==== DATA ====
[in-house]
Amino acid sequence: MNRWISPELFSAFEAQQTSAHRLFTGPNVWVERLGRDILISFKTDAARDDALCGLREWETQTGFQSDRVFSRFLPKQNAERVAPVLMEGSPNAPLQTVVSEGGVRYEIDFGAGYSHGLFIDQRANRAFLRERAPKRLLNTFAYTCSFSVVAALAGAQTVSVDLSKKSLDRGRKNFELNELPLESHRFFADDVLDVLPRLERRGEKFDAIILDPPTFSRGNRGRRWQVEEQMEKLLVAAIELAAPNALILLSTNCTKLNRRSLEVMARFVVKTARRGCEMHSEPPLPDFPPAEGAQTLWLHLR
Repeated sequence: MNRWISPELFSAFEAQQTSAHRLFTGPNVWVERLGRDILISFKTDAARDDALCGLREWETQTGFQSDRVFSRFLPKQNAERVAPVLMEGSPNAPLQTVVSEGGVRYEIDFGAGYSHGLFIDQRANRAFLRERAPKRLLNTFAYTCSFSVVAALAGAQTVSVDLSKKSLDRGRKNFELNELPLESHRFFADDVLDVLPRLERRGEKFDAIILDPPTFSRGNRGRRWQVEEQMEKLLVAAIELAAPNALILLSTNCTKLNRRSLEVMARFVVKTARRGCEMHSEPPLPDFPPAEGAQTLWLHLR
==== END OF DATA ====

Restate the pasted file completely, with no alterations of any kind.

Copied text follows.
[in-house]
Amino acid sequence: MNRWISPELFSAFEAQQTSAHRLFTGPNVWVERLGRDILISFKTDAARDDALCGLREWETQTGFQSDRVFSRFLPKQNAERVAPVLMEGSPNAPLQTVVSEGGVRYEIDFGAGYSHGLFIDQRANRAFLRERAPKRLLNTFAYTCSFSVVAALAGAQTVSVDLSKKSLDRGRKNFELNELPLESHRFFADDVLDVLPRLERRGEKFDAIILDPPTFSRGNRGRRWQVEEQMEKLLVAAIELAAPNALILLSTNCTKLNRRSLEVMARFVVKTARRGCEMHSEPPLPDFPPAEGAQTLWLHLR
Repeated sequence: MNRWISPELFSAFEAQQTSAHRLFTGPNVWVERLGRDILISFKTDAARDDALCGLREWETQTGFQSDRVFSRFLPKQNAERVAPVLMEGSPNAPLQTVVSEGGVRYEIDFGAGYSHGLFIDQRANRAFLRERAPKRLLNTFAYTCSFSVVAALAGAQTVSVDLSKKSLDRGRKNFELNELPLESHRFFADDVLDVLPRLERRGEKFDAIILDPPTFSRGNRGRRWQVEEQMEKLLVAAIELAAPNALILLSTNCTKLNRRSLEVMARFVVKTARRGCEMHSEPPLPDFPPAEGAQTLWLHLR